TOKYO (Reuters) – U.S. climate envoy John Kerry arrived in Tokyo for talks on Tuesday with Japanese Prime Minister Yoshihide Suga and other officials on cooperation on carbon emissions and cutting support for fossil fuels, especially coal, before heading to Tianjin.

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Talks in the two Asian economic powerhouses will be “to engage with international counterparts on efforts to address the climate crisis,” the U.S. State Department said in a statement on Monday, Washington time.

The former secretary of state has led U.S. efforts to convince the global community of the threat of climate change and urge the acceleration of efforts to curb carbon emissions. The U.S. push comes in advance of the U.N. COP26 climate conference, which will be held in Scotland later this year.

In Japan, discussions are likely to focus on the country’s continued support for coal, the dirtiest fossil fuel. Japan is the only G7 country building coal-fired power stations as it struggles with the aftermath of the Fukushima nuclear disaster, which led to the shutdown of most of the country’s reactors.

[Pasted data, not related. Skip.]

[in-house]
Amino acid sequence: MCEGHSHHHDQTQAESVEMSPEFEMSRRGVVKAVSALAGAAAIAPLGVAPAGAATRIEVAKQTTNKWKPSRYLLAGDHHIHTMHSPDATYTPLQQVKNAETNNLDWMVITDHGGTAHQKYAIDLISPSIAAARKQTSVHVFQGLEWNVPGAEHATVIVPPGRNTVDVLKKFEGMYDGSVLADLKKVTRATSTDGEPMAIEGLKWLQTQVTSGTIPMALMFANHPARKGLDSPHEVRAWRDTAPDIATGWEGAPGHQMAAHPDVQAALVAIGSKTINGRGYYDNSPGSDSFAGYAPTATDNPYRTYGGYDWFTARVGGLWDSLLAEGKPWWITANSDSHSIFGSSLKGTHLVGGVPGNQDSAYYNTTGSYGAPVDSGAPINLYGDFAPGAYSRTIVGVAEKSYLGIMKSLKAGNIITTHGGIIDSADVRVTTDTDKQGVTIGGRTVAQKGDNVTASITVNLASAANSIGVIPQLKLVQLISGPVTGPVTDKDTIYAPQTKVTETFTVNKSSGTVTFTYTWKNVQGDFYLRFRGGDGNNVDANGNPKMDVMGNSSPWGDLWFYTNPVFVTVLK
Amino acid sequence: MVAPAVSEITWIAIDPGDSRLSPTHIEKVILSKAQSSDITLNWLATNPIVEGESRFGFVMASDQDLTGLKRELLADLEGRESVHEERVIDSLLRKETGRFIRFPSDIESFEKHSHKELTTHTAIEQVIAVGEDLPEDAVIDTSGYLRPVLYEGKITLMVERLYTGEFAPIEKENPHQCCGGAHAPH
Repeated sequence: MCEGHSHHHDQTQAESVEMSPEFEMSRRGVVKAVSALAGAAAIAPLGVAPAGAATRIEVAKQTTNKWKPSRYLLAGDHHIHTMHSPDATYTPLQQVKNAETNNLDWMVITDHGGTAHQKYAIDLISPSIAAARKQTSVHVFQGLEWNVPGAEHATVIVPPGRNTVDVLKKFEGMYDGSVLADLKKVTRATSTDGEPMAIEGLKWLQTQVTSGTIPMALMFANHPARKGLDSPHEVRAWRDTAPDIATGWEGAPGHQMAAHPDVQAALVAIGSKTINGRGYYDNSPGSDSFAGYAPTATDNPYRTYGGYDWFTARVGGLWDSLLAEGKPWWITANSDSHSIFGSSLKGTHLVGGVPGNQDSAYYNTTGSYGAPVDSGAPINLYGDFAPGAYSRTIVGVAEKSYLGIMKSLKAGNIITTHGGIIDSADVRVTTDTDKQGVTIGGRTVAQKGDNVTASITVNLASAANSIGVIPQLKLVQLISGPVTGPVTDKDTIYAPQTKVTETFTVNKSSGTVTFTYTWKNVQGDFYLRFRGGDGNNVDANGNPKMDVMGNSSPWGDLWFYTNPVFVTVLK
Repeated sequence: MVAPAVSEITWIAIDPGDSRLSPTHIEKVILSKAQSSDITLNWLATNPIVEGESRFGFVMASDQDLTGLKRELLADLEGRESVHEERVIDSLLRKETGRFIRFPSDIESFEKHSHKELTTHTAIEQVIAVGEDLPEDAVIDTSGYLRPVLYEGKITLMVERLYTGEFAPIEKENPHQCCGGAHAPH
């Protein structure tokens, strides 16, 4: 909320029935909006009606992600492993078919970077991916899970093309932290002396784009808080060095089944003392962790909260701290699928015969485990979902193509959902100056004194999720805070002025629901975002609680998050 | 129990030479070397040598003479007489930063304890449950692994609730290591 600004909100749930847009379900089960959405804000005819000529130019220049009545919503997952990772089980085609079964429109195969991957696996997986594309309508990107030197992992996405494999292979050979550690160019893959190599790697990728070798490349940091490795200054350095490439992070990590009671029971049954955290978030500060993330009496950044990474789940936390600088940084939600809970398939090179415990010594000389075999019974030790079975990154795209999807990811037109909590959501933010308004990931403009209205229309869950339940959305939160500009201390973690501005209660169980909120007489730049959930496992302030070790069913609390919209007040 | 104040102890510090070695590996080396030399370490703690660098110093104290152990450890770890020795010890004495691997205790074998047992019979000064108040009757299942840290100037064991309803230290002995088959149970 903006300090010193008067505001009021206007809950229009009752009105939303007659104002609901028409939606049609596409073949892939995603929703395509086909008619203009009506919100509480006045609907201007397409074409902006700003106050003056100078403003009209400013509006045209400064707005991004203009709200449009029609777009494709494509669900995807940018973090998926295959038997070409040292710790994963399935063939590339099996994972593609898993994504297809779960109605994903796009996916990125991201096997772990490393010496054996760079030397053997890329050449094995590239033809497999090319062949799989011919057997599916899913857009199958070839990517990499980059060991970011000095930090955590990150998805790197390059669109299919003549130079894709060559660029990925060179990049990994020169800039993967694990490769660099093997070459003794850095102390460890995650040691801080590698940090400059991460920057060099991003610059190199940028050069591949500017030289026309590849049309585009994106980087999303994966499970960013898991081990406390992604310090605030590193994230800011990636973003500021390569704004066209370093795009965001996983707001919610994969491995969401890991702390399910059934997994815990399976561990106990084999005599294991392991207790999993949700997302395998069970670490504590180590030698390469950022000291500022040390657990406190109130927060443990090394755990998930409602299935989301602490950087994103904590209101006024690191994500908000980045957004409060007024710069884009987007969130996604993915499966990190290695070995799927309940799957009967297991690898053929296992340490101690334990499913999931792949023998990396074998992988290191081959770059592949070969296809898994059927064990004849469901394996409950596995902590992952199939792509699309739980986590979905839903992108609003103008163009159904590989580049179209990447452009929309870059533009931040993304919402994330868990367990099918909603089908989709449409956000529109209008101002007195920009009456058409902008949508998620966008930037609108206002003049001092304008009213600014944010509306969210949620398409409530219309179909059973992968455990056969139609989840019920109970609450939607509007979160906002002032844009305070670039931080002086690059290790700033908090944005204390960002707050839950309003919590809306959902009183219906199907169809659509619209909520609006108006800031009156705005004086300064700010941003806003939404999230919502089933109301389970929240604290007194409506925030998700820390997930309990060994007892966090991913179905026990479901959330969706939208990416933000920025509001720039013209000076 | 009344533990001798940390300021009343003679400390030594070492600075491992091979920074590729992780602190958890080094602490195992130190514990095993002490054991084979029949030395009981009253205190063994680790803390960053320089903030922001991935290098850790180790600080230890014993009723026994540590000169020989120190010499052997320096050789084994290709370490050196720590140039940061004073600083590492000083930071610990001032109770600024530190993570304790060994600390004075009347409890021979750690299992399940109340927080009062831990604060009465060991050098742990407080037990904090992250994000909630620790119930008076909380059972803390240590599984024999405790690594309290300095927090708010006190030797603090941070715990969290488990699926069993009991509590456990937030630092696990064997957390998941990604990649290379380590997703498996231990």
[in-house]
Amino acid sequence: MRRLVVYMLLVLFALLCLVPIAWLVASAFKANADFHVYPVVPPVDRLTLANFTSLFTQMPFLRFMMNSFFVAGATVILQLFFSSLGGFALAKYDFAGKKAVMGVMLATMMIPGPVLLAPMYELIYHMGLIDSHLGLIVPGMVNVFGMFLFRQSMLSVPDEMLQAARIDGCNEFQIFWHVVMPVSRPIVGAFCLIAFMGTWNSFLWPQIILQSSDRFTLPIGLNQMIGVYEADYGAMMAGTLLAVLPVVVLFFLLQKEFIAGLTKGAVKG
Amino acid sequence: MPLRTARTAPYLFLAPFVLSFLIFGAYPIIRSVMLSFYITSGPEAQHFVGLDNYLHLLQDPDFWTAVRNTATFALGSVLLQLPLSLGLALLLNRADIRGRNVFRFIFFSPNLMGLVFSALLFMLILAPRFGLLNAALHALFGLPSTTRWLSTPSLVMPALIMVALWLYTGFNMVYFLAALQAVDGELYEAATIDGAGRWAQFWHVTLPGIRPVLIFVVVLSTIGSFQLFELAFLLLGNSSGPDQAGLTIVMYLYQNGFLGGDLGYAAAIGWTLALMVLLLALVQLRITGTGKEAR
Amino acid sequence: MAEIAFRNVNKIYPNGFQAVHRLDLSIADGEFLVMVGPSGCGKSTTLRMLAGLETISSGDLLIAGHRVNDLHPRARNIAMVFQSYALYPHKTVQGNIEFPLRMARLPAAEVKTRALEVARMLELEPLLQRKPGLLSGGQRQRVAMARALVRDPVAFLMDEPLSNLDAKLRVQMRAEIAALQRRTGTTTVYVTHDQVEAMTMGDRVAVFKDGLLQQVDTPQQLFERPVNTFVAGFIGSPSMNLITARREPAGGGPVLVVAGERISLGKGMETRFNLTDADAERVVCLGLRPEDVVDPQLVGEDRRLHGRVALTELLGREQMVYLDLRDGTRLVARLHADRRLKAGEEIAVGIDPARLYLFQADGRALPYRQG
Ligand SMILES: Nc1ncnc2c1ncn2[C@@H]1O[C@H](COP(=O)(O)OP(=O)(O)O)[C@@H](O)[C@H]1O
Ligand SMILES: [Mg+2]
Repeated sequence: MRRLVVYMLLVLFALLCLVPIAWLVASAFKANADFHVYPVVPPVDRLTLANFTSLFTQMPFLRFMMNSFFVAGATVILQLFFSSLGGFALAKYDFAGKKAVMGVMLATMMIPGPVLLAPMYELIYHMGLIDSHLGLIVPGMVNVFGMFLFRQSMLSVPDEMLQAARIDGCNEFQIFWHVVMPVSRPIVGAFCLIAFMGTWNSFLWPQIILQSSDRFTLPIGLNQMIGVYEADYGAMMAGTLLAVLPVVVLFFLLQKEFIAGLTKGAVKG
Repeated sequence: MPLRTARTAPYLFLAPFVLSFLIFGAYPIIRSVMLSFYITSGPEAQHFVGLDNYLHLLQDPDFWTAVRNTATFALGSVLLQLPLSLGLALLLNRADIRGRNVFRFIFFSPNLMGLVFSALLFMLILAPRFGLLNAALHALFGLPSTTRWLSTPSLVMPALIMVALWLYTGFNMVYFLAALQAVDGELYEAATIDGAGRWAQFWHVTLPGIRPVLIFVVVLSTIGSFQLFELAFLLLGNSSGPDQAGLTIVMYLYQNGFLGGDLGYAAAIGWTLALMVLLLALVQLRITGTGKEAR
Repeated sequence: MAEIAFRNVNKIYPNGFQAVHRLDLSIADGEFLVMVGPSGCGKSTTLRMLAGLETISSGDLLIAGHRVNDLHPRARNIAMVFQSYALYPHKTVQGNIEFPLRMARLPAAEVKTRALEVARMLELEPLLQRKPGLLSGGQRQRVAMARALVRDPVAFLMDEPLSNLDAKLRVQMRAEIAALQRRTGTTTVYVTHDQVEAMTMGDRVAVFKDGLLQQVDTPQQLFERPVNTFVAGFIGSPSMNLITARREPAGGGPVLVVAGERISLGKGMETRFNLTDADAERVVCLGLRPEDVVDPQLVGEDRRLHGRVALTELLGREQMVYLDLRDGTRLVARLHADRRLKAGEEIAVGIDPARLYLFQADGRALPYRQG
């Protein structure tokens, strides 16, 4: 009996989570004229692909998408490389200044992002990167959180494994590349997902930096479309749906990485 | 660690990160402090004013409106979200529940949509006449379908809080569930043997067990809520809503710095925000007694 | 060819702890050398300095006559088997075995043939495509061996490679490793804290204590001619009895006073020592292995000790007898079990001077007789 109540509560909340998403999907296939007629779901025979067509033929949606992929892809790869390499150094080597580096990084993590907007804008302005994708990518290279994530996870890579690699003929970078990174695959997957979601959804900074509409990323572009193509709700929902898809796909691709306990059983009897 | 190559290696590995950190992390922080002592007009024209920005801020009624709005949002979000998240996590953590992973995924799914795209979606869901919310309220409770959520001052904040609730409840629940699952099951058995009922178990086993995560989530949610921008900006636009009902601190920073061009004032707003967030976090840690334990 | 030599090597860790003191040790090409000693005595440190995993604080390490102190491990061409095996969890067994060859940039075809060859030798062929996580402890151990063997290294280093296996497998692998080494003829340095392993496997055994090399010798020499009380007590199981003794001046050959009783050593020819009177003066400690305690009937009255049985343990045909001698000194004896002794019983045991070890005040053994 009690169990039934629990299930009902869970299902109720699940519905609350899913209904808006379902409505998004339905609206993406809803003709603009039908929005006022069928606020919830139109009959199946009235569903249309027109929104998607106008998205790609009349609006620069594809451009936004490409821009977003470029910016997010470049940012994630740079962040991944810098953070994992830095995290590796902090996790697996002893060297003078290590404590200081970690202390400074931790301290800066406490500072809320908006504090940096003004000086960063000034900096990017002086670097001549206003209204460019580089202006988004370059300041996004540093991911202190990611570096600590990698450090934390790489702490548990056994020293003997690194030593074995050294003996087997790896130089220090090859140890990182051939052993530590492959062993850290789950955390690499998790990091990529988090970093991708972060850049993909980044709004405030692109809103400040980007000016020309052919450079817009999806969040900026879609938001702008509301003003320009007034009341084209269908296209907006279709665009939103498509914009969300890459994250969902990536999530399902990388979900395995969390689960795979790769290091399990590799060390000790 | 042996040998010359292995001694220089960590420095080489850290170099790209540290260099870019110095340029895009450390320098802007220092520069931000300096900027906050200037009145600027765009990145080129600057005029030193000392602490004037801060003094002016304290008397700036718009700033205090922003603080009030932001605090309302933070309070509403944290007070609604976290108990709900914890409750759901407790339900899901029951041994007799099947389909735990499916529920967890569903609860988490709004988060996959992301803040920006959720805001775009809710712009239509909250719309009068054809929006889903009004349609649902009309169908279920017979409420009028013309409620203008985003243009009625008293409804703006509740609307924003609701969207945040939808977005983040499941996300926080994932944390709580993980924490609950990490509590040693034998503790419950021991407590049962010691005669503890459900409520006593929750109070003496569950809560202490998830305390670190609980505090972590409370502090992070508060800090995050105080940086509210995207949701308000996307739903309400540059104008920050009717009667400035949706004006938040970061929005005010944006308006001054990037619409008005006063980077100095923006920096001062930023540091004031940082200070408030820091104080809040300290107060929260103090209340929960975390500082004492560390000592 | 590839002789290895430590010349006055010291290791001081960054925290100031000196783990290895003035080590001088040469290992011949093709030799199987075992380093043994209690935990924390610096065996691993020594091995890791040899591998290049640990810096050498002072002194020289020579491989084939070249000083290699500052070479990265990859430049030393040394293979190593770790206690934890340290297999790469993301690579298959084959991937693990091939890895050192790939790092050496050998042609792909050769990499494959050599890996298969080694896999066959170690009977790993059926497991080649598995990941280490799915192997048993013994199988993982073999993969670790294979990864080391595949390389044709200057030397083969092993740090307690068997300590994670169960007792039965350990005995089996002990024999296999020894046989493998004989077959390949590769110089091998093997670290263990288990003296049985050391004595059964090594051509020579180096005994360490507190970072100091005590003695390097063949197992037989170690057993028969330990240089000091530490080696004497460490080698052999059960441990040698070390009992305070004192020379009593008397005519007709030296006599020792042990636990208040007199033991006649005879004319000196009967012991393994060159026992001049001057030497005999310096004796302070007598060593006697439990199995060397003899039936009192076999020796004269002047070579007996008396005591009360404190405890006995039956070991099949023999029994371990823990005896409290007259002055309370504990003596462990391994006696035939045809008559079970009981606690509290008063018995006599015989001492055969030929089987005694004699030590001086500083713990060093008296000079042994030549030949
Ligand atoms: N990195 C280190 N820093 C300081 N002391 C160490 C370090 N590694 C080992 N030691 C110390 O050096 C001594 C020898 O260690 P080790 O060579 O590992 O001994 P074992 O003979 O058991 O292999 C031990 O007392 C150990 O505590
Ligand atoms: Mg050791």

Kerry’s visit to Japan and China comes after the U.S. Treasury said earlier this month the United States would oppose most involvement of multilateral development banks like the World Bank in fossil fuel projects.

Discussions in Tokyo are also likely to focus on plans by the Asian Development Bank (ADB) to organise and develop a scheme to acquire coal-fired power plants and shut them down early.

The effort, first reported by Reuters, includes British insurer Prudential PLC, lenders Citigroup Inc and HSBC Holdings PLC and BlackRock Real Assets, with ambitions for an initial purchase in 2022.

Japan is the largest shareholder of the ADB and support from Tokyo will be crucial to any success for the plans.

China, the United States and Japan are the world’s biggest, second- and fifth-biggest carbon emitters.

On his trip to China, Kerry will look to build on commitments he helped secure during his visit in April, when the two countries agreed to cooperate to curb climate change with urgency.

China has pledged to “enhance ambition” on curbing climate change, and is set to announce new measures before the end of the year.

Activists are watching for any new pledge on coal, with many hoping that Beijing will stop financing overseas coal-fired power plants.

Amid political tension between the two sides, the United States has tried to ring fence climate issues and Kerry has no remit to discuss any other topics with China.

(This story corrects paragraph 1 to say Tianjin, not Beijing)

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